At the Coronavirus Task Force press conference Tuesday, N.C. Gov. Roy Cooper and Dr. Mandy Cohen, secretary of North Carolina Department of Health and Human Services, announced the Pfizer vaccine for Covid-19 could reach North Carolinians sometime during the week of Dec. 19.
The FDA has yet to authorize either Pfizer or Moderna vaccines. According to the governor, the Pfizer vaccine is at the stage where an independent advisory committee will look over its data. Then it goes to the FDA for approval. It’s being projected to have a 95% efficacy rate against Covid-19, according to trial studies.
Cohen and the governor anticipate around 85,000 doses to arrive in the state. The vaccine will be free to everyone, regardless of insurance, with costs being covered by the government and insurance companies. Distribution will be prioritized among four distinctive groups of people.
First, the vaccines will be distributed to front-line healthcare workers, as well as patients with severe illnesses and those who clean up after highly infected areas. Second, the vaccine will be distributed around January to patients considered high-risk, with two or more chronic conditions that make them susceptible to Covid-19, and folks in long-term care settings, like nursing homes. Third, it will be made available to any essential worker of the state, including government, school, and university employees.
Once the first three groups have been serviced, then the fourth group — the general public — will gain access to the vaccine.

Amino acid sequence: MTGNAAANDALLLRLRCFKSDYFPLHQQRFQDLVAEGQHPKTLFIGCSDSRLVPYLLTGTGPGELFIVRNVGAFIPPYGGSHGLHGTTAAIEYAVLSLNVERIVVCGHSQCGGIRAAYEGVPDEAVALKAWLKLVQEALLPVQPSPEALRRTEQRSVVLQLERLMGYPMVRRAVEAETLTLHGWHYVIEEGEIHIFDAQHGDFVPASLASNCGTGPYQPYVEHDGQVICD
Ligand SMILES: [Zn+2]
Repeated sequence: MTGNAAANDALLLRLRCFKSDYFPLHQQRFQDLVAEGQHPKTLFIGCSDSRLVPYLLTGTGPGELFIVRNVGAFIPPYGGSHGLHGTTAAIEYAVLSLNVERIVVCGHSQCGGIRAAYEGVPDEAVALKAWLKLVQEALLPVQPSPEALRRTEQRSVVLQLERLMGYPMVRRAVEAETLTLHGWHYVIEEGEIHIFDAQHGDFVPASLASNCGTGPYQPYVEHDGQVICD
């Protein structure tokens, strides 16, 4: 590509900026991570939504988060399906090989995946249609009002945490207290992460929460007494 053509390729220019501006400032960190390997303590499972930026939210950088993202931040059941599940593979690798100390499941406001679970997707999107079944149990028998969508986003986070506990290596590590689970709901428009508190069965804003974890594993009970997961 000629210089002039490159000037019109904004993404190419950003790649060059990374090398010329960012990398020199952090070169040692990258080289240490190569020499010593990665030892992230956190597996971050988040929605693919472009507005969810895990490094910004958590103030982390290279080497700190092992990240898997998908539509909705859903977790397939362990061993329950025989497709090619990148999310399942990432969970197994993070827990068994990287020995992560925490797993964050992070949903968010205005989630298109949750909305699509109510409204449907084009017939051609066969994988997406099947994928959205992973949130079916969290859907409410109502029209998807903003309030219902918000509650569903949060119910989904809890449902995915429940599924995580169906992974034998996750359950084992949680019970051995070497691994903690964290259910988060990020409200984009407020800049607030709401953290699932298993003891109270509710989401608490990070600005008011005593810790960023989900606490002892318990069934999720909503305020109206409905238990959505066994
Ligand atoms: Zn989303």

The vaccine will be given in two shots 21 days apart.
Once the first round of vaccines are released, the federal government will dole out a certain amount of allocations weekly to the states.
“We don’t know how many doses we are getting at an ongoing basis,” Cohen said.
“When it’s my turn to get this vaccine, I’ll be ready to roll up my sleeve,” Cooper said.
Both Cohen and the governor iterated a need for citizens to continue following the three Ws (wear a mask, wait 6 feet apart and wash your hands), as well as all executive orders that limit mass gatherings, and maintain mask-wearing outside of the home — especially when around nonhousehold contacts (both inside and outside).
“We are seeing cases and hospitalizations rise steady,” he said. “We need to keep doing what we know works.”
Positive Covid-19 cases are rising, with 367,395 cases to date, as are hospitalizations, with 1,966 just on Monday. More than 5,000 have died in North Carolina.
“Our trends are worrisome,” Cohen said.
Cooper praised towns that amped up enforcement of protocols, including Asheville and Winston Salem. However, he didn’t say if more mandates were coming, whether in the form of shutdowns or curfews.
“If people abide and local government, law enforcement and others will help us enforce, we can avoid going backward,” the governor noted.
Tips, ideas or comments? Email firstname.lastname@example.org